by David R. Kenney
Our family was watching J*A*G* and I took notice of a quotation used about one of the characters, Sturgis, who had fallen into the malady called Perfectionism. It was ruining himself, his friendships, and his faith. The quotation was attributed to "Zito" who is also the name of the producer of the show—“If you demand perfection in yourself, you will always be unsatisfied. If you demand it of others, you will be disappointed.” I think this was a very insightful look into the potential snare of perfectionism, a world that I myself fall prey to as well. Oh, I know that I am not perfect, but sometimes I feel so driven to reach a standard that I not only fail to reach but also fail in other important matters that I could have obtained.
Now, are Christians supposed to strive to be better? Yes. Are we to become satisfied with our own righteousness so as to give up on improving? Certainly not! Christians are to work to improve their walk with God as the apostle Paul wrote, “And do not be conformed to this world, but be transformed by the renewing of your mind, that you may prove what is that good and acceptable and perfect will of God” (Romans 12:2, NKJV.) We must have a balanced view of ourselves and others, or we risk being out of balance. Imbalance leads to friction, frustration, surrender and defeat.
Now, I am not speaking of lowering standards in order to make ourselves “feel good”. As Christians, the standards are the teachings of the New Testament. What does it mean to lower the standards in Christianity? It means compromising doctrine! We cannot lower these standards by compromising doctrine, but we should not expect to exceed these standards either. We should strive to achieve the standards of Christ; however, God knows that we will fall short. That is what the sacrifice of Jesus Christ was about. If God loves us enough to send His beloved Son, if Jesus loved us enough to die for our sins, if the Holy Spirit was willing to work with imperfect men to reveal the perfect will of God, then why cannot we love ourselves enough to be more charitable to ourselves, thus being more charitable with others? Remember what the second greatest commandment was—“You shall love your neighbor as yourself” (Matthew 22:39, NKJV.) We may be able to examine ourselves more objectively by reflecting on how we feel about others. For example, there is an old saying, “All the world is mad save for me and thee, and sometimes I wonder about thee.” When we examine our brothers and sisters, does this expression describe our feelings? If so, we may be struggling with perfectionism, expecting such of others.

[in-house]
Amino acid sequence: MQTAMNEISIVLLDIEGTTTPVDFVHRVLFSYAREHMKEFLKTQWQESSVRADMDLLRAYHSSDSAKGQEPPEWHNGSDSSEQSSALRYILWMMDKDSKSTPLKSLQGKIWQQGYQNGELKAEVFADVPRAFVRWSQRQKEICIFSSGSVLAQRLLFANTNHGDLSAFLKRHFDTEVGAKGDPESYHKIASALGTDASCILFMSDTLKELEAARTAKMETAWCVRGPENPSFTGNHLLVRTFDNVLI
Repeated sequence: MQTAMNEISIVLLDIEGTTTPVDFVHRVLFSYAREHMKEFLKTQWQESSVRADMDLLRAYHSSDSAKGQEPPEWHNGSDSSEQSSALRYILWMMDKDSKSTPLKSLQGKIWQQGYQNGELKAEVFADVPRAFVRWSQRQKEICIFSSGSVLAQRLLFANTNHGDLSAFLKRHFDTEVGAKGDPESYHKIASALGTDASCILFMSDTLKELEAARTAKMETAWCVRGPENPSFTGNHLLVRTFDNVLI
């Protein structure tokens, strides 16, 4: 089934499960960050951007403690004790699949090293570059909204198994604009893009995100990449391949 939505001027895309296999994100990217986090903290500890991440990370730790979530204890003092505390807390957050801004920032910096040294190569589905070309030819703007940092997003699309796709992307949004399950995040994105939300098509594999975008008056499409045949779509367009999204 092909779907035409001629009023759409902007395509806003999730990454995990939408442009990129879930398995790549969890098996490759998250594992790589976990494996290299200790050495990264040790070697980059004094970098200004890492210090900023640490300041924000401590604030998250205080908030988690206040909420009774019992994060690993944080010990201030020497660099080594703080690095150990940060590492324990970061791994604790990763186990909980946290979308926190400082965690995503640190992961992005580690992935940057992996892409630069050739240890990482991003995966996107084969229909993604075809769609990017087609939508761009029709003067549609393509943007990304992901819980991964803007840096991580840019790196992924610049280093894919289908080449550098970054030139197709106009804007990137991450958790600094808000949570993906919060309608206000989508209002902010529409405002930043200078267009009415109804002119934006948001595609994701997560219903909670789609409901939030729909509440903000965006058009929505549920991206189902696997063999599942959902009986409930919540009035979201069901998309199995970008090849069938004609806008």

Perhaps we should consider the consequences of perfectionism on the church. Have you ever wondered why we have men who are reluctant to lead prayers, direct singing, teach classes and other areas of service? Why are women less likely to be involved in service of the church whether teaching Bible Class or a host of other matters that women perform in service to Christ and His church? Could it be that they are so reluctant because it is new to them? Certainly. But I would like to ask this question—could it be that we have less willing to serve in worship and the operation of the church because they have been impacted by seeing expectations of perfectionism in others? If they see us expecting perfectionism of others, then could this discourage them from even trying? We should give serious consideration before we offer those words of “constructive criticism” for all to hear. Perhaps instead of offering what we think is “constructive criticism” we should try to give perfecting praise!
So, let us work to go onto perfection realizing that perfection in New Testament context means that we grow and mature as Christians. We are not perfect, but we are being made perfect through the ministry of Jesus Christ. Remember that pursing excellence as a Christian includes love, for yourself and one another—“Therefore, as the elect of God, holy and beloved, put on tender mercies, kindness, humility, meekness, longsuffering; bearing with one another, and forgiving one another, if anyone has a complaint against another; even as Christ forgave you, so you also must do. But above all these things put on love, which is the bond of perfection. And let the peace of God rule in your hearts, to which also you were called in one body; and be thankful” (Colossians 3:13-15, NKJV.)